It is also a good idea to become ACA certified if you go canyoneering often, on lots of different terrain, with friends of varying levels of experience, and especially if you are the one planning on leading these friends. It’s in your best interest and safety to take a canyoneering class and learn the correct principles and techniques that will guide any of your canyoneering and rappelling trips. Get the formal training and proof of competency to know the safest techniques and what to do in emergency situations.
ACA courses encourage canyoneers to learn correct techniques and practice in group settings with a mentor on canyoneering trips. The ACA strives to decrease the amount of untrained amateurs who attempt canyons without proper technical and rescue skills and an experienced professional.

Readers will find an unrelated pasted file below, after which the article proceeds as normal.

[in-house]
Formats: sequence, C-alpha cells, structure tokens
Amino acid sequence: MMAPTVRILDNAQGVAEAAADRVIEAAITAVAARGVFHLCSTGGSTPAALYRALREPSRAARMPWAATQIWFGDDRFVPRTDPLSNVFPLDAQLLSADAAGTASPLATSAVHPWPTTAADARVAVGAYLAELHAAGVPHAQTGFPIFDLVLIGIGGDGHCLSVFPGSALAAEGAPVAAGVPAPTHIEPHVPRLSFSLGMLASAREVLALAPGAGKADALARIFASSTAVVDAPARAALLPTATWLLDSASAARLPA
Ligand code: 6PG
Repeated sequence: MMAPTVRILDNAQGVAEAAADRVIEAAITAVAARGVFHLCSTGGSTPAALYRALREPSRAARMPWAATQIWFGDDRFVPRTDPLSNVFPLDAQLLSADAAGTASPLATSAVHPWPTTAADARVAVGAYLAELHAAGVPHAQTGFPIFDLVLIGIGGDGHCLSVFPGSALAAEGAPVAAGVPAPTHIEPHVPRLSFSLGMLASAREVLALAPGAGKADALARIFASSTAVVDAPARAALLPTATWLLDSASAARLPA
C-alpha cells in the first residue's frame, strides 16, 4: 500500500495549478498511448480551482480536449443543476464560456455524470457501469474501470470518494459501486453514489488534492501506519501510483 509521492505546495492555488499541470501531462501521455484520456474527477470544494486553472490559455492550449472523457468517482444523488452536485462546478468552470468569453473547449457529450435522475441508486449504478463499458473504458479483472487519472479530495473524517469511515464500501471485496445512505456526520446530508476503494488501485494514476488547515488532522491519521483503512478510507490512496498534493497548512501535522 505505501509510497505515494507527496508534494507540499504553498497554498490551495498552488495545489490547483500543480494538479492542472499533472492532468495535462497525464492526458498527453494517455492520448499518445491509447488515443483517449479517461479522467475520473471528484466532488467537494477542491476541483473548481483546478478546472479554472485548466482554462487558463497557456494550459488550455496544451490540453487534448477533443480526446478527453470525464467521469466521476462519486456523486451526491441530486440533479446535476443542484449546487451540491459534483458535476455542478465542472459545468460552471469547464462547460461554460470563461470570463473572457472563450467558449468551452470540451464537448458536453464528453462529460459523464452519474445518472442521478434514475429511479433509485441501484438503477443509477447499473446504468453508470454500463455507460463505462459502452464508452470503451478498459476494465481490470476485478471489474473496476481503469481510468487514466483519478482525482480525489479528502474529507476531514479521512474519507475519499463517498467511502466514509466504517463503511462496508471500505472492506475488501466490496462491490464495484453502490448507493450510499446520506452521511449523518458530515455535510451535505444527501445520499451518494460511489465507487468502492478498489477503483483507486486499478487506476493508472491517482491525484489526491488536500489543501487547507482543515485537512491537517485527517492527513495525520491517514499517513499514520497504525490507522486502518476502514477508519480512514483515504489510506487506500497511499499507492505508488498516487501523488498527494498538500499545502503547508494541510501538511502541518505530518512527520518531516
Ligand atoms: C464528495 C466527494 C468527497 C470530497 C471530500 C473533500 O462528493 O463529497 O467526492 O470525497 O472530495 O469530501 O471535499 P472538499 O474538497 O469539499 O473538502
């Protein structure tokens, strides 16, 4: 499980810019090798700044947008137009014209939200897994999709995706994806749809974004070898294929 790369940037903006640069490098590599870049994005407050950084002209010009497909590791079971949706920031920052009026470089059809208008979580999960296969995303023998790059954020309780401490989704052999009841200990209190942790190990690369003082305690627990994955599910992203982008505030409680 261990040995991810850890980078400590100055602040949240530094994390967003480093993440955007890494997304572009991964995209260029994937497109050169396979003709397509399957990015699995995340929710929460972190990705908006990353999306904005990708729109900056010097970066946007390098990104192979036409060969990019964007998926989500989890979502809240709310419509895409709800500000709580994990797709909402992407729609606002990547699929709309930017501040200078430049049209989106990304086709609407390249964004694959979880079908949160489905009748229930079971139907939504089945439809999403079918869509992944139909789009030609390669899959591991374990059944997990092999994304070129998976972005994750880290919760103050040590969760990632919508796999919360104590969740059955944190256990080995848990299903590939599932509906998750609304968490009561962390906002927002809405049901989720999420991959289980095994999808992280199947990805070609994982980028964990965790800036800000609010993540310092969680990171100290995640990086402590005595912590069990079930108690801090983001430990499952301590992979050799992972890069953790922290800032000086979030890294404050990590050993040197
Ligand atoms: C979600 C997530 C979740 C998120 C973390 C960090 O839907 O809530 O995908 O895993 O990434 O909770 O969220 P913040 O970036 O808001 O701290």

ACA Canyon Leader Skills Checklist
There are 4 levels within the ACA Canyon Leader certification, with a skills checklist for each one. You can take a course to learn the skills required to pass off your checklist. Practice until you are ready for the assessment. Assessments are conducted by someone with a higher certification who can check off your skills list.
Here’s a brief idea of each of the 4 skill levels of becoming a Canyon Leader:
Level 1- Core skills. This checklist is for individuals learning the basics of how to descend easy canyons as a team member. On the Level 1 checklist is specific skills for:
- Understanding the ACA canyon rating system to correctly identify the difficulty of canyons
- Canyoneering technique
- Equipment selection, use, and care practices
- Belaying and rappelling
- Evaluating and rigging anchors and belay systems
- Proper technique for rappelling into water